So we are up against some pretty significant barriers when it comes to convincing people to change the way in which they get around. Fortunately, there are some things which work.
Image: MargaretNapier via flickr CC
For many decades Australia was the country that rode on the sheep’s back. No more – now we are a country of mining and services. In the new Wheeler Centre Quarterly Essay, one of Australia’s most original and respected political thinkers, Judith Brett, looks at what this has meant for the country and the city in our politics and culture. What will be the fate of rural and regional Australia in an era of economic rationalisation, water cutbacks, climate change, droughts and flooding rain? Does urban Australia care for or understand the country anymore?
The Wheeler Centre, 6:15PM – 7:15PM, Thursday 16 June 2011
Free event; recommended to make a booking.
…The Conversation launches a two-week series from the nation’s top minds on the science behind climate change and the efforts of “sceptics” to cloud the debate.
The overwhelming scientific evidence tells us that human greenhouse gas emissions are resulting in climate changes that cannot be explained by natural causes. Climate change is real, we are causing it, and it is happening right now.
Like it or not, humanity is facing a problem that is unparalleled in its scale and complexity. The magnitude of the problem was given a chilling focus in the most recent report of the International Energy Agency, which their chief economist characterised as the “worst news on emissions.” Limiting global warming to 2°C is now beginning to look like a nearly insurmountable challenge.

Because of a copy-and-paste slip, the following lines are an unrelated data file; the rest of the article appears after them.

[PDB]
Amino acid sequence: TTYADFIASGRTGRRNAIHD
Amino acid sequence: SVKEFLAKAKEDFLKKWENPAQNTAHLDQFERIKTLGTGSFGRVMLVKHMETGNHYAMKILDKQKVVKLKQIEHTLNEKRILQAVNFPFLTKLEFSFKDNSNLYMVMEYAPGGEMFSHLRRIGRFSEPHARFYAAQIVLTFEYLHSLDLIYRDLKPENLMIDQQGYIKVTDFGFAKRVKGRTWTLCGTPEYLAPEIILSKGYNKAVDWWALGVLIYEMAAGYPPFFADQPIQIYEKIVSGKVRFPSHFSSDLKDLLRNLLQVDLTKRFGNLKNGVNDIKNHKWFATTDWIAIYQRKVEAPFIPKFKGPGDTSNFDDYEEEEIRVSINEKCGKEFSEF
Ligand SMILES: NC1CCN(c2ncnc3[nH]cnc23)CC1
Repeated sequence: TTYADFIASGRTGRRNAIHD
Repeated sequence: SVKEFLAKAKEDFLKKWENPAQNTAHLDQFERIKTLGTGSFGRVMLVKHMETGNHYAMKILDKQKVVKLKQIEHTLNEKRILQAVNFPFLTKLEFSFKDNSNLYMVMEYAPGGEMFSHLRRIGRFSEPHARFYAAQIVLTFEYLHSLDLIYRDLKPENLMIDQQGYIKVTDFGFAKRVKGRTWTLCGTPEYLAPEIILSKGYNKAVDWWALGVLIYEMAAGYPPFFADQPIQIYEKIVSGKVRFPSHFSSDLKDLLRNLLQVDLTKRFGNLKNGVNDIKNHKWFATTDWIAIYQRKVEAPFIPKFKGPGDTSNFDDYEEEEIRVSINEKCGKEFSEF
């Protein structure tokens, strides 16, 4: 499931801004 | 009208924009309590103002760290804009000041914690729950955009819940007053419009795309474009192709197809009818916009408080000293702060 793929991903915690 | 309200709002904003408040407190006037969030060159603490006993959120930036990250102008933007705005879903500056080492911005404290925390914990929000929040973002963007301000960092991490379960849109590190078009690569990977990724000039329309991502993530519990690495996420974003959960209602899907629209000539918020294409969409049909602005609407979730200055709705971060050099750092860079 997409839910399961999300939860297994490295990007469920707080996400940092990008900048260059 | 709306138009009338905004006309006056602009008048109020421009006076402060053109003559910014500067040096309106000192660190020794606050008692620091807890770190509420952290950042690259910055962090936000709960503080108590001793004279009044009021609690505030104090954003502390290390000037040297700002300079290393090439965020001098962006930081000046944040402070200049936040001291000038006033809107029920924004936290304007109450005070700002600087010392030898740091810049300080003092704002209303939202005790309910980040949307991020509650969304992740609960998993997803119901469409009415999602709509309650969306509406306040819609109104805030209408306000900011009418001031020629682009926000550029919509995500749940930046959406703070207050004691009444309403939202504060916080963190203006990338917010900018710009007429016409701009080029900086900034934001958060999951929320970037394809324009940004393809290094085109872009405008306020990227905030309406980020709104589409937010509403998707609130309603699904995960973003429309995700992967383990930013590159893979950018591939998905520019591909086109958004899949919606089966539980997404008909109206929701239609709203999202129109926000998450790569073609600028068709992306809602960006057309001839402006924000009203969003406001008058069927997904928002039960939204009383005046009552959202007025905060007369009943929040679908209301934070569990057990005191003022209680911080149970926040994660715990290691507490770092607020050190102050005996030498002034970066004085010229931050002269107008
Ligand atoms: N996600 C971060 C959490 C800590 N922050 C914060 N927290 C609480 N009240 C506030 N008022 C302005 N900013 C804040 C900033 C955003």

Like all great challenges, climate change has brought out the best and the worst in people. A vast number of scientists, engineers, and visionary businessmen are boldly designing a future that is based on low-impact energy pathways and living within safe planetary boundaries; a future in which substantial health gains can be achieved by eliminating fossil-fuel pollution; and a future in which we strive to hand over a liveable planet to posterity. At the other extreme, understandable economic insecurity and fear of radical change have been exploited by ideologues and vested interests to whip up ill-informed, populist rage, and climate scientists have become the punching bag of shock jocks and tabloid scribes. Aided by a pervasive media culture that often considers peer-reviewed scientific evidence to be in need of “balance” by internet bloggers, this has enabled so-called “sceptics” to find a captive audience while largely escaping scrutiny.
Australians have been exposed to a phony public debate which is not remotely reflected in the scientific literature and community of experts. Beginning today [Sunday June 13], The Conversation will bring much-needed and long-overdue accountability to the climate “sceptics.” For the next two weeks, our series of daily analyses will show how they can side-step the scientific literature and how they subvert normal peer review. They invariably ignore clear refutations of their arguments and continue to promote demonstrably false critiques.
We will show that “sceptics” often show little regard for truth and the critical procedures of the ethical conduct of science on which real skepticism is based. The individuals who deny the balance of scientific evidence on climate change will impose a heavy future burden on Australians if their unsupported opinions are given undue credence. The signatories below jointly authored this article, and some may also contribute to the forthcoming series of analyses.
Are you a scientist? Do you agree? If you’d like to add your name to the list, send an email to megan.clement
@theconversation.edu.au The next installment in our series is from Karl Braganza at the Bureau of Meteorology. The greenhouse effect is real: here’s why.
Go to the original article on The Conversation to read the list of signatories – it’s far too big to include here!